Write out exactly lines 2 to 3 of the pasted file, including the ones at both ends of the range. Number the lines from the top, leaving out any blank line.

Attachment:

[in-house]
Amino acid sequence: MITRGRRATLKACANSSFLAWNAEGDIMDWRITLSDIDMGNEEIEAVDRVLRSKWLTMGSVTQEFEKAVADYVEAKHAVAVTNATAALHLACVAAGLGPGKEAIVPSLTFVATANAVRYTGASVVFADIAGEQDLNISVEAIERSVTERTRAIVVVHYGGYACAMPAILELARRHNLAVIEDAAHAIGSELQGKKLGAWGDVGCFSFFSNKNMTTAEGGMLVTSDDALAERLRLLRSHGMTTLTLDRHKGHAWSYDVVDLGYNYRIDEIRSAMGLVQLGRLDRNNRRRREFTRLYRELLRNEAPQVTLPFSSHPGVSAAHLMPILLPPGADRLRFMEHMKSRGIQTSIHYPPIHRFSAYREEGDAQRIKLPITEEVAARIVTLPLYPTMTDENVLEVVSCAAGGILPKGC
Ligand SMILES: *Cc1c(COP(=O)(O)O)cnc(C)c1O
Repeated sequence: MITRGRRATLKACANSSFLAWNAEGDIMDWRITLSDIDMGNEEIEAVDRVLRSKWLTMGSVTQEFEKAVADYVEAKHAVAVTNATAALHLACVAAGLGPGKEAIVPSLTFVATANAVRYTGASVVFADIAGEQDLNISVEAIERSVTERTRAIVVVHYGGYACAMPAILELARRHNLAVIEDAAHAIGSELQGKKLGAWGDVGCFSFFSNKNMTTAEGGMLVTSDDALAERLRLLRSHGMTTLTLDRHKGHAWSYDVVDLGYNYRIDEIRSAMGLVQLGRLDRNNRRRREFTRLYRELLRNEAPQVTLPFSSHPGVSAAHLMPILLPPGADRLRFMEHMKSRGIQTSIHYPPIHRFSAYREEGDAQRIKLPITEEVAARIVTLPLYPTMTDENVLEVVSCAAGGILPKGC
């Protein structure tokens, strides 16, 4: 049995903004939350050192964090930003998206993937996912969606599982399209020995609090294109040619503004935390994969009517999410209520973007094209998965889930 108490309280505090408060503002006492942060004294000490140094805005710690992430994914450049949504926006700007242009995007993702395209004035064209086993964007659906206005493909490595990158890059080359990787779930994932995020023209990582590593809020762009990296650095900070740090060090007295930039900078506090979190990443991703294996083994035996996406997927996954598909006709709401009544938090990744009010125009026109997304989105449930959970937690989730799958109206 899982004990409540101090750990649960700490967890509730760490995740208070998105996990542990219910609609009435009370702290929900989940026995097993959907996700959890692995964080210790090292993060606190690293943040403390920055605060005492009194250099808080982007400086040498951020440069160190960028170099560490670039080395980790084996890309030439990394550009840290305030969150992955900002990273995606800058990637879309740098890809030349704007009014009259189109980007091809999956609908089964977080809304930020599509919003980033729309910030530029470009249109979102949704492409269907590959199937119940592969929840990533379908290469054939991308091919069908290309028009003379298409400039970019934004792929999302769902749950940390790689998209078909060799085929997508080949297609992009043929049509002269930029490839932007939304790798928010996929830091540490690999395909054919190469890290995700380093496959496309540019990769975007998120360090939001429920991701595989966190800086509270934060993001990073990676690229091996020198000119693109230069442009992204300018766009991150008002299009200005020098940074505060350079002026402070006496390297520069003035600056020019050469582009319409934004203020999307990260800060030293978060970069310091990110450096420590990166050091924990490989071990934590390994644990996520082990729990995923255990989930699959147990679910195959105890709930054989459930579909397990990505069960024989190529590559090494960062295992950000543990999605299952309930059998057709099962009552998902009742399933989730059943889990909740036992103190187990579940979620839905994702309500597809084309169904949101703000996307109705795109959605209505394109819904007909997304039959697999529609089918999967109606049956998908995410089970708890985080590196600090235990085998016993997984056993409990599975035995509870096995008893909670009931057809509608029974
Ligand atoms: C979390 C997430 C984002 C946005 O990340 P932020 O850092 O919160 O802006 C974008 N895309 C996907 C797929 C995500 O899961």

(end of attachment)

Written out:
Amino acid sequence: MITRGRRATLKACANSSFLAWNAEGDIMDWRITLSDIDMGNEEIEAVDRVLRSKWLTMGSVTQEFEKAVADYVEAKHAVAVTNATAALHLACVAAGLGPGKEAIVPSLTFVATANAVRYTGASVVFADIAGEQDLNISVEAIERSVTERTRAIVVVHYGGYACAMPAILELARRHNLAVIEDAAHAIGSELQGKKLGAWGDVGCFSFFSNKNMTTAEGGMLVTSDDALAERLRLLRSHGMTTLTLDRHKGHAWSYDVVDLGYNYRIDEIRSAMGLVQLGRLDRNNRRRREFTRLYRELLRNEAPQVTLPFSSHPGVSAAHLMPILLPPGADRLRFMEHMKSRGIQTSIHYPPIHRFSAYREEGDAQRIKLPITEEVAARIVTLPLYPTMTDENVLEVVSCAAGGILPKGC
Ligand SMILES: *Cc1c(COP(=O)(O)O)cnc(C)c1O